A 46-year-old man was admitted with a 10-day history of left loin and back pain radiating to both groins. He also had symptoms of nausea and vomiting and a persistent low-grade fever. He had no urinary or bowel symptoms. Medical history was of type-2 diabetes only. On examination, he had abdominal tenderness in the left lower quadrant and was extremely tender over L3–L5 of the lumbar spine. His chest and abdominal X-rays were unremarkable, and urinalysis and intravenous urography were negative. His back pain was investigated with an MRI scan of the lumbar spine which was also normal. He was started on broad-spectrum antibiotics and fluid resuscitation. His inflammatory markers remained consistently elevated, with CRP ~170 mg/l, and WBC ~15 × 109.
Whilst awaiting CT imaging, the patient had a cardiovascular arrest, becoming severely hypotensive and tachycardic, pale and clammy, with a diminishing conscious level. He was taken to theatre for emergency repair of a presumed ruptured aortic aneurysm.
During laparotomy, he was found to have retroperitonal bleeding from an infra-renal, left-sided saccular abdominal aneurysm. We noted that there were extensive amounts of pus in the peri-aortic and pelvic regions. Swabs were sent for microbiology, cultures and sensitivities (these later grew Salmonella spp., sensitive to gentamicin and ciprofloxacin). There was also a large haematoma around the left kidney, which itself had become compromised. A left nephrectomy and evacuation of haematoma were performed and the left renal artery and vein were ligated. An axillobifemoral bypass graft was then performed to restore blood supply to the lower limbs after the ligation of the aorta (distal to the right renal artery) and common iliac arteries.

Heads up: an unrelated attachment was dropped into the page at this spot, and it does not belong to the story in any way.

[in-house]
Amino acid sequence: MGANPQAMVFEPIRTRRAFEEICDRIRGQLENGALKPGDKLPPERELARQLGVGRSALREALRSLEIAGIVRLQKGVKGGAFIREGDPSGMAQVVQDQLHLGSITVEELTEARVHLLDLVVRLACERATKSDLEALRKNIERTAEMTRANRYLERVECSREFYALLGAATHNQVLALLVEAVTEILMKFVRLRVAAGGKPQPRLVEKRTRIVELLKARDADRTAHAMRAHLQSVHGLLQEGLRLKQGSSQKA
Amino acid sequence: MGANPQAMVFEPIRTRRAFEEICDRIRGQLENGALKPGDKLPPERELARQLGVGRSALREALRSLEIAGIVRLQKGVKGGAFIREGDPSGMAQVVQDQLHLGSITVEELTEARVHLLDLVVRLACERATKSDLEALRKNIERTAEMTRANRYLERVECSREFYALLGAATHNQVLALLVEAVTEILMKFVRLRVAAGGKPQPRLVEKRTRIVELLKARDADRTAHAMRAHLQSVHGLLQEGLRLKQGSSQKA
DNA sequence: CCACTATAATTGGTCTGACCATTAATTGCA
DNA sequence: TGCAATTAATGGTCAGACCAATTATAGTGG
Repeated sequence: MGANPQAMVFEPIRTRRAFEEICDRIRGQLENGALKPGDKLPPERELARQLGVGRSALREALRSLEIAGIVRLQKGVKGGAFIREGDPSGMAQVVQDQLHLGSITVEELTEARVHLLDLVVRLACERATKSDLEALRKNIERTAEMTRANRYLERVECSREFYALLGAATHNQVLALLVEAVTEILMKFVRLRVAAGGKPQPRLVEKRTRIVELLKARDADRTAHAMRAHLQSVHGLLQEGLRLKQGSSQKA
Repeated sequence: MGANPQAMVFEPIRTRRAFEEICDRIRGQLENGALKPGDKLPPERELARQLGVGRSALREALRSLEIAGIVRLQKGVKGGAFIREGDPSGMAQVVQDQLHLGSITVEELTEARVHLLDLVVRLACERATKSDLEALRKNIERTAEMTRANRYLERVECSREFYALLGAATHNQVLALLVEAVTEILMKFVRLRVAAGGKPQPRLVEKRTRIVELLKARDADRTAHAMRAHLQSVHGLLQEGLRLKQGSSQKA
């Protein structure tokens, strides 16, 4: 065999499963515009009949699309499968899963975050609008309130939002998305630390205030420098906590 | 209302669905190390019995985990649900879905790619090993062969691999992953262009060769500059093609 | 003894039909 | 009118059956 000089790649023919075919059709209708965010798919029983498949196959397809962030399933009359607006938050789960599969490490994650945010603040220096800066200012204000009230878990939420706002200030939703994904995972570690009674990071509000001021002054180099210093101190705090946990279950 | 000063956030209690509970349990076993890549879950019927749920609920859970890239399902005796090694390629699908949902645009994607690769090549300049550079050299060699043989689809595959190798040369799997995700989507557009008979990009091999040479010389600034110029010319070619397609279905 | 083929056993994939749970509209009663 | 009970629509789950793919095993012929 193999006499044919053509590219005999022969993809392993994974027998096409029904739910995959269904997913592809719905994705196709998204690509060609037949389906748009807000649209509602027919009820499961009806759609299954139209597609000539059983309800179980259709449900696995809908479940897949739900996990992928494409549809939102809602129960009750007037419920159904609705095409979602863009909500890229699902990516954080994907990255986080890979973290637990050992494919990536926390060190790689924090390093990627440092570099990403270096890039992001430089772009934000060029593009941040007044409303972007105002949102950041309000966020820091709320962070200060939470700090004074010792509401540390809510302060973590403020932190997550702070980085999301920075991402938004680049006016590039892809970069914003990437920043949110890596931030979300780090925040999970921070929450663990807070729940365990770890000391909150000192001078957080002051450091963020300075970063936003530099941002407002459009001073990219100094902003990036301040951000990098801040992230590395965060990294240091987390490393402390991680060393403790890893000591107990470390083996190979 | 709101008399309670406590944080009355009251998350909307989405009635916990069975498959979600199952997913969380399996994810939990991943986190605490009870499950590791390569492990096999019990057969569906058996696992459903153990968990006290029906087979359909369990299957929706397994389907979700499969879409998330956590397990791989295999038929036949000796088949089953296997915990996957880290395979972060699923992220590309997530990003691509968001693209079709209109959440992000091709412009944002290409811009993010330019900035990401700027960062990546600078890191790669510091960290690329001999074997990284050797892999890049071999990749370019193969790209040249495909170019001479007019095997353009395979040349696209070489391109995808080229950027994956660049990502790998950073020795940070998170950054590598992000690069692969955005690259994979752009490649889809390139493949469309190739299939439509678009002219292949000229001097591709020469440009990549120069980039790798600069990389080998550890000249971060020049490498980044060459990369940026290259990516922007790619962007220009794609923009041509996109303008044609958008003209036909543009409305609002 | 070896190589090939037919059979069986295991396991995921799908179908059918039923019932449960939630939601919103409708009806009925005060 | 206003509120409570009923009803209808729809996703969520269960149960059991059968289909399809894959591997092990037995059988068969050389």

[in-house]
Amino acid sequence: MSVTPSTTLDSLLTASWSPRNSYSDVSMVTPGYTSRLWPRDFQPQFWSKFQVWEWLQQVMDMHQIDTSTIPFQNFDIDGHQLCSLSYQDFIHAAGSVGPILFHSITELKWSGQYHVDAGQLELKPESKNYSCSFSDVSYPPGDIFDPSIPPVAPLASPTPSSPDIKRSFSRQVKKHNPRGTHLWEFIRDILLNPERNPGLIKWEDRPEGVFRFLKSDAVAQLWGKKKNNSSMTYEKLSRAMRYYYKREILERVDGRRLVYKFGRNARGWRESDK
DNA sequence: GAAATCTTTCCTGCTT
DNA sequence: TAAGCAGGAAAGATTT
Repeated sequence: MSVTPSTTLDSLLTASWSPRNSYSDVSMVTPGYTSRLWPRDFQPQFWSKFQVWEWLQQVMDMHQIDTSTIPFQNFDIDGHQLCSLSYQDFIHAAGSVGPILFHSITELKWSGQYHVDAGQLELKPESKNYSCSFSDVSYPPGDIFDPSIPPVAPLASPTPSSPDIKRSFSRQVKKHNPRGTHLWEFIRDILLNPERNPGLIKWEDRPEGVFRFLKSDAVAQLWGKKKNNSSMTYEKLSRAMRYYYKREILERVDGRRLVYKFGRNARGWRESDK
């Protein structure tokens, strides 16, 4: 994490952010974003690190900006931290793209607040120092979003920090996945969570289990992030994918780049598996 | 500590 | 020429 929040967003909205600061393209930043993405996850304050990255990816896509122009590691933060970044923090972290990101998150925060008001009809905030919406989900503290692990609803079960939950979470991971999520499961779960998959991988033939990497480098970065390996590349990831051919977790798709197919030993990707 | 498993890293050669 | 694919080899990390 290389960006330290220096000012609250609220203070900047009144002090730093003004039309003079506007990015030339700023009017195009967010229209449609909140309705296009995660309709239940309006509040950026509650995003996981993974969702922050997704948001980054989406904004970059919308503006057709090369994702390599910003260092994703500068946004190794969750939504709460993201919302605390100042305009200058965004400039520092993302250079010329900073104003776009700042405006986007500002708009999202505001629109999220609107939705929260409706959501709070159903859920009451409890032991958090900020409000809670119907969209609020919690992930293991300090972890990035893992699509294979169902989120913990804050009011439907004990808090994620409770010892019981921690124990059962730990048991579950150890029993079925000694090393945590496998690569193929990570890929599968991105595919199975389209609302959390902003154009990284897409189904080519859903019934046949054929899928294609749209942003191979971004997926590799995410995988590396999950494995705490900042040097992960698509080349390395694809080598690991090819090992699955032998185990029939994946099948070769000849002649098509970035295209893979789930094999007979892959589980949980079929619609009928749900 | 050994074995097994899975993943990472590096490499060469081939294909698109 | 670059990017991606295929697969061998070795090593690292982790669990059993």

During this laparotomy, certain anatomical anomalies were observed: the bifurcation of the aorta was posterior the inferior vena cava (IVC), with the right common iliac artery running behind the IVC. The lumbar arteries arising from the ruptured section of the aorta were highly prominent and, on closer inspection, there were absent internal iliac arteries bilaterally. The enlarged lumbar arteries were probably compensating for the congenital absence of the internal iliac arteries, (see ).
Schematic diagram of the patient's arteries.
Postoperatively on ITU, the patient developed ischaemia and areas of necrosis around his buttocks, and his feet were cold and pulseless. He was taken back to theatre where he was found to have bleeding from the left common iliac artery, with a surrounding haematoma. The perforated vessel was repaired, and an aorto-ileal bypass graft was placed. Intra-operatively, good distal flow was confirmed with a hand-held Doppler.
Following these multiple vascular reconstructions, the areas of necrosis around the buttocks did not improve; the patient had multisystem organ failure and severe acidosis, and required high levels of inotropic and respiratory support. It was then decided that the degree of tissue necrosis was not salvageable and was so extensive that it was incompatible with life. The patient died on ITU following withdrawal of active treatment.